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MIB asks DoS to block signals of unauthorised DTH operator ABS Free View

NEW DELHI: In a major crackdown on illegal TV channel distribution, the Ministry of Information & Broadcasting (MIB) has asked the Department of Space (DoS) to block the signals of Asia Broadcast Satellite (ABS), which is beaming in India without licence from the ministry.

The satellite operator is running a free DTH platform on the lines of Doordarshan’s Freedish. It has even added many popular Indian TV channels on its platform.

Keeping in view the national security angle, the MIB requested DoS to block the signals of ABS, which is beaming in India, Minister of State in the MIB Rajyavardhan Singh Rathore said in the Lok Sabha.

Rajyavardhan Singh RathoreThe MIB is the licensing authority for DTH broadcasting services in India and it has received no application or reference from ABS for DTH operations, Rathore added.

Incidentally, the official ABS website does not mention anything about the ABS Free View service. The Bermuda-headquartered company operates a fleet of satellites besides offering end-to-end solutions including DTH, cable TV distribution, cellular backhaul, VSAT and internet backbone services.

To avail of ABS Free View service, all a consumer needs is a dish antenna, a Ku-band low-noise block down converter (LNB) and an MPEG2 set-top box (STB). There is no need to pay any subscription fee as the service is free.

No DTH company can provide its services in India without taking a licence from the MIB. New DTH operators will have to pay an entry fee of Rs 10 crore, submit a bank guarantee of Rs 40 crore and pay an annual licence fee equivalent to 10% of its gross revenue.

The Telecom Regulatory Authority of India (TRAI) had brought to the MIB’s notice that a DTH service called ABS had started providing permitted FTA channels in India.

Since ABS was providing the service without any licence from the MIB, the ministry consulted the Ministry of Home Affairs (MHA) on the issue from the security angle and its implication from national security perspective.

The MHA mentioned that the transmission of DTH service by ABS was without any application to the MIB and not in line with the guidelines of the MIB.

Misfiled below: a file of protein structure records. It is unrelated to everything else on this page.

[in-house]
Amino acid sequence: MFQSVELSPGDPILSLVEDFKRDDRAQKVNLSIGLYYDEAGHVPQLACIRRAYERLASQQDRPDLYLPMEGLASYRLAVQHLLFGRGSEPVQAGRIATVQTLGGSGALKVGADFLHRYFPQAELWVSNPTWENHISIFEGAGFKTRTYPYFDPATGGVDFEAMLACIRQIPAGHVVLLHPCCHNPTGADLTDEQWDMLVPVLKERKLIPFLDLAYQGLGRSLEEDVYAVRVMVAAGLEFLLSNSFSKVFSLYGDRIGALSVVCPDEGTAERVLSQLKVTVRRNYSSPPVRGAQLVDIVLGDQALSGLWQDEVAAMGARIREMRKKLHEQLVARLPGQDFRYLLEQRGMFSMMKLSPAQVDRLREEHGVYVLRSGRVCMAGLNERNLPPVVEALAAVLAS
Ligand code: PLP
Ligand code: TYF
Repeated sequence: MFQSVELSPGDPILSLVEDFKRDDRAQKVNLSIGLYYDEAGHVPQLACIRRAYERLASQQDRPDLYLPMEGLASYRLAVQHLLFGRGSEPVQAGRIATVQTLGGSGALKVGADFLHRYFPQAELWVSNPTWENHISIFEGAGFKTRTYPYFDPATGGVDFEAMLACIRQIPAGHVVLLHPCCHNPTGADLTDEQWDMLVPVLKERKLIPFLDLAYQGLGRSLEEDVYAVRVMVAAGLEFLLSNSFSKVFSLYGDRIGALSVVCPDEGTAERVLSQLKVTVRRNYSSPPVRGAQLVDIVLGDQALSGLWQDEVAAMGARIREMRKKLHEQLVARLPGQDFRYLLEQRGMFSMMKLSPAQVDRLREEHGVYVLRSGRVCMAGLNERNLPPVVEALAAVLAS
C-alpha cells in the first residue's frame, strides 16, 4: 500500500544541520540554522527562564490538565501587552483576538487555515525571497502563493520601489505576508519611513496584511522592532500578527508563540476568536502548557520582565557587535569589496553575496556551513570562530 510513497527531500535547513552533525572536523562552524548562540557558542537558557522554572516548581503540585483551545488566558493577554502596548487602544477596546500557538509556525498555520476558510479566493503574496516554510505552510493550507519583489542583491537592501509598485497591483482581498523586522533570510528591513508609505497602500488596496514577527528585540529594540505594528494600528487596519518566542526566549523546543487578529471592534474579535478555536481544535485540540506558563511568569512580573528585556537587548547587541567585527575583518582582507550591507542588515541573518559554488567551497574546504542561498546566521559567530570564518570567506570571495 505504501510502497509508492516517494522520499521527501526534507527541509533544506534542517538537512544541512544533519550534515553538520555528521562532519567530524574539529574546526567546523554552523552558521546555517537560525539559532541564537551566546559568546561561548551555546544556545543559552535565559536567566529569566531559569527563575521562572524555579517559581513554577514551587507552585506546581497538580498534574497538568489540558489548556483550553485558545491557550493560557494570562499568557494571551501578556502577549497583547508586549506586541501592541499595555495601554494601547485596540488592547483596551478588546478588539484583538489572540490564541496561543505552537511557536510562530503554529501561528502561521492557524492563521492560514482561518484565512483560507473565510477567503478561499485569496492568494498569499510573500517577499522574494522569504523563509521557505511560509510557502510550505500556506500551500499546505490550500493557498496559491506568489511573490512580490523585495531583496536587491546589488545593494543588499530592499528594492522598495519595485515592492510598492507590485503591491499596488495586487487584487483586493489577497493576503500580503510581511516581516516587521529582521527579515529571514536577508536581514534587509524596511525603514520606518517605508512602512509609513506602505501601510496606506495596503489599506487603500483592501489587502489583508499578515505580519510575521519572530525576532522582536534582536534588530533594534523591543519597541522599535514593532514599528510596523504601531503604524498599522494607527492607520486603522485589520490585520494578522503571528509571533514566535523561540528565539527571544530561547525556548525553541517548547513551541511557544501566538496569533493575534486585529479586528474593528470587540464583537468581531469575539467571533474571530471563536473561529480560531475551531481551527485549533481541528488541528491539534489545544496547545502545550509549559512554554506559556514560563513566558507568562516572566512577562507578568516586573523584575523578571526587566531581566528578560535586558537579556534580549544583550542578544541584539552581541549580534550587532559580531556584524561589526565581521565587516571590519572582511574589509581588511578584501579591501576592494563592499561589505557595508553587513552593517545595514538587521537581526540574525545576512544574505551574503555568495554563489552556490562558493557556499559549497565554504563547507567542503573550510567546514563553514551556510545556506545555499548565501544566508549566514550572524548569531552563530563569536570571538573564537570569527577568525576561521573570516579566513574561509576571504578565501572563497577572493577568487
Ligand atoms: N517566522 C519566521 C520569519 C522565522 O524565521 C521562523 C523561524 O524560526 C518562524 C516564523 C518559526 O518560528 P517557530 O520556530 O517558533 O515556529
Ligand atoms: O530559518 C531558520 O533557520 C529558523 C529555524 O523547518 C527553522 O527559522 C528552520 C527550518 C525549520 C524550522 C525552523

In order to deter permitted broadcasters from violating the downlinking guidelines, the MIB had issued a notice on 23 December 2015 directing them not to provide signals to unauthorised DTH operators.

It had come to the MIB’s notice that certain DTH operators were beaming FTA channels into India without obtaining due licence/registration/authorisation. It had further stated that broadcasters having permitted TV channels were allowing their signals to be used by such unauthorised operator.

Non-adherence to the stipulation could attract stern action from the MIB in case corrective action is not taken immediately by broadcasters.

Clause 5.6 of the Article 5 of Downlinking guidelines issued by MIB stipulates that all the broadcasters shall provide satellite TV channel signal reception decoders only to MSOs/cable operators registered under the Cable Television Networks (Regulation) Act, 1995 or to a DTH operator registered under the DTH guidelines issued by the government of India or to an Internet Protocol Television Service Provider duly permitted under their existing Telecom Licence or authorised by Department of Telecommunications or to a Headend-in-the-sky (HITS) operator duly permitted under the policy guidelines for HITS operators issued by the ministry.

In order to deter the permitted broadcasters from violating the downlinking guidelines, the MIB issued a web notice on 23.12.2015.

No violation of Downlinking guidelines by permitted broadcasters on account of providing signals to unauthorised DTH operators has been brought to the notice of the MIB, Rathore said.